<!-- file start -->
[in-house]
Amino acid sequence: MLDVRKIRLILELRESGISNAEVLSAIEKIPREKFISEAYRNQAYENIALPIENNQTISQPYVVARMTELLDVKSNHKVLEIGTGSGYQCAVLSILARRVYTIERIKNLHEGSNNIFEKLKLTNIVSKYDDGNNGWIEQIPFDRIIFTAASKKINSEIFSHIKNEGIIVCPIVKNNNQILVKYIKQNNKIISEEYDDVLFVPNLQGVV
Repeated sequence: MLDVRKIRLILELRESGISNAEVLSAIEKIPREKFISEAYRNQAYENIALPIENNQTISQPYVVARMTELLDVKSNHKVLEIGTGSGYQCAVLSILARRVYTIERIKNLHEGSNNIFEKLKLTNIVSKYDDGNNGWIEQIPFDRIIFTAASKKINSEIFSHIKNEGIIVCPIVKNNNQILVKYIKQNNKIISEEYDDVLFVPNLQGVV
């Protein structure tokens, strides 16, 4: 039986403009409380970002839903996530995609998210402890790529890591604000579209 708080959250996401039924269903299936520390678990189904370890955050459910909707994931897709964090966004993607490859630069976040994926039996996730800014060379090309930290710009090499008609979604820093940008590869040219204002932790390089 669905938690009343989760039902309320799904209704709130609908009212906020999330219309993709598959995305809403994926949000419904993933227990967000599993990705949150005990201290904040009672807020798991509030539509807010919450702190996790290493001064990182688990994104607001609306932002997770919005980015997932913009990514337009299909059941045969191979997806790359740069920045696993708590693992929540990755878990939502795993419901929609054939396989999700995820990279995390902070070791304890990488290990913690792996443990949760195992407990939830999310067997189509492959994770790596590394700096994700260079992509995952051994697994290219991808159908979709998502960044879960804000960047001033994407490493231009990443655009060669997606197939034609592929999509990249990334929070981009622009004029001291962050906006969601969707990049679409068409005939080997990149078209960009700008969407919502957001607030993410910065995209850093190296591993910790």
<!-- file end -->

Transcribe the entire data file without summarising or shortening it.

[in-house]
Amino acid sequence: MLDVRKIRLILELRESGISNAEVLSAIEKIPREKFISEAYRNQAYENIALPIENNQTISQPYVVARMTELLDVKSNHKVLEIGTGSGYQCAVLSILARRVYTIERIKNLHEGSNNIFEKLKLTNIVSKYDDGNNGWIEQIPFDRIIFTAASKKINSEIFSHIKNEGIIVCPIVKNNNQILVKYIKQNNKIISEEYDDVLFVPNLQGVV
Repeated sequence: MLDVRKIRLILELRESGISNAEVLSAIEKIPREKFISEAYRNQAYENIALPIENNQTISQPYVVARMTELLDVKSNHKVLEIGTGSGYQCAVLSILARRVYTIERIKNLHEGSNNIFEKLKLTNIVSKYDDGNNGWIEQIPFDRIIFTAASKKINSEIFSHIKNEGIIVCPIVKNNNQILVKYIKQNNKIISEEYDDVLFVPNLQGVV
């Protein structure tokens, strides 16, 4: 039986403009409380970002839903996530995609998210402890790529890591604000579209 708080959250996401039924269903299936520390678990189904370890955050459910909707994931897709964090966004993607490859630069976040994926039996996730800014060379090309930290710009090499008609979604820093940008590869040219204002932790390089 669905938690009343989760039902309320799904209704709130609908009212906020999330219309993709598959995305809403994926949000419904993933227990967000599993990705949150005990201290904040009672807020798991509030539509807010919450702190996790290493001064990182688990994104607001609306932002997770919005980015997932913009990514337009299909059941045969191979997806790359740069920045696993708590693992929540990755878990939502795993419901929609054939396989999700995820990279995390902070070791304890990488290990913690792996443990949760195992407990939830999310067997189509492959994770790596590394700096994700260079992509995952051994697994290219991808159908979709998502960044879960804000960047001033994407490493231009990443655009060669997606197939034609592929999509990249990334929070981009622009004029001291962050906006969601969707990049679409068409005939080997990149078209960009700008969407919502957001607030993410910065995209850093190296591993910790």